K, long winded, but lots to say on your subject Sarah. : thanks :

Re: Improving The Cancer Journey

PostPosted: Thu Dec 02, 2010 12:53 pm
by Olivers mama
Sharon - that was FABULOUS! In fact, I'm taking it with me when (or if) I see the med oncologist next month. (I say "if", because, once my treatments were over, he & his staff showed little - if any - interest. So I spent the rest of this year cancelling appts...)

I would say Honesty & Communication - definitely. Cancer patients should be given all the info up front. You're in such a daze once you get the diagnosis that you have absolutely no idea what to ask. Or, at least, I didn't.

Support groups? Not so much. I tried 2 & left just gagging for all the woe-is-me crap I heard. I have found waaayy more info here.

Research the local hospice groups carefully. (My experience was horrible, but it wasn't for cancer, it was an Alzhiemer's patient. As a former nurse, I wanted to belt that hospice nurse so many times, it wasn't funny. We finally had her moved to a long term facility & out of his clutches. That was 13 months ago. Had she stayed with this particular hospice, she would've been dead within 2 weeks.) Palliative doesn't mean you sit back & do nothing. It means you do whatever it takes to take care of the physical AND emotional needs of the patient. And someone needs to be there for the family support people, as well.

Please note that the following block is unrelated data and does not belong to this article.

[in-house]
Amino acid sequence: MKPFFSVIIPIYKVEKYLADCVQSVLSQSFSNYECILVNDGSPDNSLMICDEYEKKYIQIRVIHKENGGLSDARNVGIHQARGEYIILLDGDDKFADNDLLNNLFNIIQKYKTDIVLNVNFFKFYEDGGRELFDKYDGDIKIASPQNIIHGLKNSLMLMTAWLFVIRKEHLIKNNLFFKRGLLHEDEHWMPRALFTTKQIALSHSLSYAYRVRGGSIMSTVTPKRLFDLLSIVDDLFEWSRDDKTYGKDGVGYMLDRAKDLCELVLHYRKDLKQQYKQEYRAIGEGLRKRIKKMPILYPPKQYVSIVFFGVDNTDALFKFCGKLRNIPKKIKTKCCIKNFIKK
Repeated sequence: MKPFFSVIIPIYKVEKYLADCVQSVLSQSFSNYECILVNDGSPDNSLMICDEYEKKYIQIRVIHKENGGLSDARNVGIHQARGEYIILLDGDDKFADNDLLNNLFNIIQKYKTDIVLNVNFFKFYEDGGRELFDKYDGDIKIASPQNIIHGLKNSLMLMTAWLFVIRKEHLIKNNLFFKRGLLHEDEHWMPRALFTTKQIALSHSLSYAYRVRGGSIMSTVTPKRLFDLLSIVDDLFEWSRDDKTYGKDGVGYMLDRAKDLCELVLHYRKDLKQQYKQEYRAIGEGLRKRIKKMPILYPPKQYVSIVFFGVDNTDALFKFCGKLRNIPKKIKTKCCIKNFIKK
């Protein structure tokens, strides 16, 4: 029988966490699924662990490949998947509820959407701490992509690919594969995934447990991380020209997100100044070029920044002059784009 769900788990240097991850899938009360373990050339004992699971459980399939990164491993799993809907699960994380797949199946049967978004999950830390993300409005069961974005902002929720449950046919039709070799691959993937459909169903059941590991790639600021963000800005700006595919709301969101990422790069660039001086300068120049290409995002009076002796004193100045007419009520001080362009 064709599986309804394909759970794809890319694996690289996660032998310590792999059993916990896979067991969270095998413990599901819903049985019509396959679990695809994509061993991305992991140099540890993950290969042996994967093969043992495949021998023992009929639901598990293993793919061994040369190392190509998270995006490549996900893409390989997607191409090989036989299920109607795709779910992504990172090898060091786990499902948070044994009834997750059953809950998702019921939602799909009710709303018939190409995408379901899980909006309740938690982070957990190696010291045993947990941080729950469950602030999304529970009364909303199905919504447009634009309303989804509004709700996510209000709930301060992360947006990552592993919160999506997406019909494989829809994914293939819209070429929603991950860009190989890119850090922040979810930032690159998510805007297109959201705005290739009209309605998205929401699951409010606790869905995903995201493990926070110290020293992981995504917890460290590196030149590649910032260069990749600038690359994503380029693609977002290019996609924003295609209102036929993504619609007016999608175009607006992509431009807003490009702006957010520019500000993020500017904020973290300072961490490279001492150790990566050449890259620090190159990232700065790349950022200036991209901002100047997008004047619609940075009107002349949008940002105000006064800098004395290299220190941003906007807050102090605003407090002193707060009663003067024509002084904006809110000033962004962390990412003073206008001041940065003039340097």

And DEFINITELY do NOT forget about the patient when treatment is done. All their wondrous chemicals & radiation won't help if the patient starts feeling abandoned & falls into a depression. (Or, in my case, just got more obstinate! : rofl : )

Sarah - I am so sorry for your loss. But I thoroughly applaud you in this endeavor. You are a True GEM! :applause:

Re: Improving The Cancer Journey

PostPosted: Fri Dec 03, 2010 10:29 am
by chestnutmare
I have nothing but praise for all the wonderful NHS staff who have treated me but there is one in particular I should mention. Every cancer sufferer should have a key worker/nurse. My nurse is called Nuala and I was introduced to her as soon as a consultant had given me my diagnosis (and he came right out with the C word Sharon). She has been a godsend. she always gets back to you if you phone with a query and I am sure she helped me get a swift appointment with the specialist surgeons when I started to get symptoms of jaundice. She knows everyone in all the local hospitals and seems to speed up communication between them to get things done.
So that is my suggestion for improving the cancer journey. Every patient should have a Nuala fighting for them.
Best wishes to everyone, Marian

Re: Improving The Cancer Journey

PostPosted: Sat Dec 04, 2010 5:42 am
by SarahB
Brilliant, thank you all, definately a pro-active cancer specialist nurse is a god send, my Mum had one, Brian didn't so I saw the difference.
Someone outside of this group suggested a buddying system, between diagnosis and treatment, ideally someone local who has gone through similar treatment, our local laryngectomy group are good at this, and they want to spread it across other cancer services.